teach a man or offer insight or some wisdom of truth. I am just saying that our role as women should be to encourage, support, pray and honor the role God has given men directly. The same is true for women, too.
Men can only disciple women to a point. There comes a time when it's not safe for a single male leader to be alone with a single lady. There are things in life that only another woman can understand. So when there are only women leading a ministry, they tend to draw only other women (and the occasional unhealthy male).
Please know, as our single adults get older, we already have more women coming than men. So this makes it that much more important to have a male co-leader to help reach those men that aren't coming.
So what is the co-leader's role? Most women seem to be doing all the roles with what appears to be success. Well, not really. If you were that successful, you would have more men coming. So when you do find this man, then what is his role so that you can get a more balanced ministry?
I personally like to get men up in front as much as possible. They can open in prayer, make announcements, and so on at first with the goal to get them to facilitate a small group or other study. This can eventually lead to them teaching a small group or Sunday school class or even leading the ministry.
I also ask men to call/e-mail/text other men to invite them to our events and studies. I often put men into small groups when discussing questions during our Sunday school class or events to give them time to bond. As women, we bond in the restroom.
I encourage men to hang out separately from the women. I try and get one man to be willing to be the point person for a ball game, dinner at a sports restaurant, camping or fishing trip. If he is the point person once, he may do it again. I value their contribution of ideas and input for the ministry. I encourage their help. I do less and ask them to do more. I talk less and allow them to talk more. I celebrate even the tiniest of things they do in hopes it will encourage them to do more.
You see ladies, men know we will do it all because we have done it all. So in order to allow them to lead, we have to often let some things go. When men visit our ministries and see other men that look and appear like them, they are more likely to return. But if these men only see a group of cackling women—or worse case,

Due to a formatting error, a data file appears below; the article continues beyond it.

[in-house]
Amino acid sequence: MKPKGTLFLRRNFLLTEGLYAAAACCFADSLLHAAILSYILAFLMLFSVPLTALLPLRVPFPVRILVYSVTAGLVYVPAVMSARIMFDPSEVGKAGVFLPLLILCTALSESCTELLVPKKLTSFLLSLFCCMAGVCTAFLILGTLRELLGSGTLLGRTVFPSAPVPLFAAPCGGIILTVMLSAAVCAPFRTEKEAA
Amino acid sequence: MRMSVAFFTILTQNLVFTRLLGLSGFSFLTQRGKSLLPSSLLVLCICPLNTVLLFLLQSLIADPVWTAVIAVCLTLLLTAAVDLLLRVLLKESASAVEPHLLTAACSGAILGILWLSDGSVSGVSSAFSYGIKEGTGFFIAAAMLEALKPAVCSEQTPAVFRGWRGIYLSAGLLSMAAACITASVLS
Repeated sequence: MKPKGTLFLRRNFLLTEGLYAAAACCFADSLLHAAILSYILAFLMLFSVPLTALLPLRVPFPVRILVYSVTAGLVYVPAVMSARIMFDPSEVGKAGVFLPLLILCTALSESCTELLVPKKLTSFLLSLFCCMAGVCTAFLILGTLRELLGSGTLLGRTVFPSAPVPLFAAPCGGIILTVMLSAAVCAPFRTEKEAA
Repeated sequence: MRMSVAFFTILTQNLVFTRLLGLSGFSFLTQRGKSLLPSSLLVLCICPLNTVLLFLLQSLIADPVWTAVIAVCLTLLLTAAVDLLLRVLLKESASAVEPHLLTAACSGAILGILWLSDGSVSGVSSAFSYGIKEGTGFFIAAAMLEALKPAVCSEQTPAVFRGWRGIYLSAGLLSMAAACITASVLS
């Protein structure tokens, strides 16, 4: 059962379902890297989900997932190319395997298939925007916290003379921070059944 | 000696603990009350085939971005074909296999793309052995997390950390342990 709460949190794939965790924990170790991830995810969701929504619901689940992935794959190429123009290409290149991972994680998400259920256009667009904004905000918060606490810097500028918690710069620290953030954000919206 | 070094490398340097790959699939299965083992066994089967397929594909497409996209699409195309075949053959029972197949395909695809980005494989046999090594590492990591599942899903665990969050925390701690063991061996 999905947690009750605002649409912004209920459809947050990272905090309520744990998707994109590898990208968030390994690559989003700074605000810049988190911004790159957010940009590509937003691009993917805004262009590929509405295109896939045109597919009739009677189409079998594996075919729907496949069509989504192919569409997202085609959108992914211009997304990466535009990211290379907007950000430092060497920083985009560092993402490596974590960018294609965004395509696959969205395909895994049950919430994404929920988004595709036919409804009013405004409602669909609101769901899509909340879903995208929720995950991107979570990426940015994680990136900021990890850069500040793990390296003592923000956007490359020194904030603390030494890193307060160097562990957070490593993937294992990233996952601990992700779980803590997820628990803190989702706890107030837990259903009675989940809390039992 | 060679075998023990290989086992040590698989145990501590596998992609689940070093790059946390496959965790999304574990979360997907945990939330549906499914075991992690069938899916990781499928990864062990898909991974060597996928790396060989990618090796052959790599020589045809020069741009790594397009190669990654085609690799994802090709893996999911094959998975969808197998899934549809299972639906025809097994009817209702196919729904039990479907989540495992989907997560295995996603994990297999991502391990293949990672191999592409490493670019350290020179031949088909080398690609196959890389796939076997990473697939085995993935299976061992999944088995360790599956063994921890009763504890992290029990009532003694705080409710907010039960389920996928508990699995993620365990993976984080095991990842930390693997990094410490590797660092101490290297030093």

attacking cackling women—they will turn and run. Please know it all takes time. But if you commit this to prayer and start encouraging the existing men to help in various areas that give them visibility, you will be on the right path. And you can't ever give up, ever.
What if you don't have any men who could step up? Well, sometimes our ministries only have unhealthy men or men who are simply not able to lead in any way (even after years of encouraging and training). These men either do not have the calling or are not mature yet themselves. So sometimes I will ask a married man to help out—either a pastor, deacon/elder or other church leader. Sometimes there is a really good teacher who is
married that could come in and co-teach the class with the agreement to help grow the men. This could be a temporary situation. I have also gone to my church leaders to ask for help and prayer. If there is an assigned pastor to this ministry, I will ask that pastor to come in and be a visible man in the ministry. I have also asked this pastor to attend some of our events, again to show visibility and support to the ministry. At one church where I was on staff, they actually assigned a deacon and his wife to each of our Sunday school classes (whole church) for one Sunday a month. I asked this couple if they would be willing to teach that one Sunday, as well as help with following up with men. I also asked them to attend some of our events to help them be more visible to other men. Boy, what a difference it made.
Bottom line, in order to get healthier men in your singles ministry, you have to reach them and grow them through other healthy men. We as women can help. We can pray for our men, value how God has placed them in our churches and ministries to lead and foremost, step down in certain areas to allow men to step up. Ladies, I know you are willing to do whatever God wants you to do, but you will never know how much greater ministry is when it’s co-led by a male. So put it to prayer and wait on God. When he arrived and saw the evidence of the grace of God, he was glad and encouraged them all to remain true to the Lord with all their hearts (Acts 11:23).
Note: I know there are several male-led ministries that aren't growing. All ministries directed by women or men still need to be able to lead and grow other leaders so that the ministry will grow. Just because a ministry has a male leader or co-leader does not mean guaranteed success. Co-leadership is simply the best design to reach all singles for Christ.
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Pray for a Mate™
About Pray for a Mate™...In my 25 years of ministering to single adults, I have found one major thing common to 99.9% of them—the desire to be married or married again. From conferences to retreats, articles and interviews, the subject continuously comes up.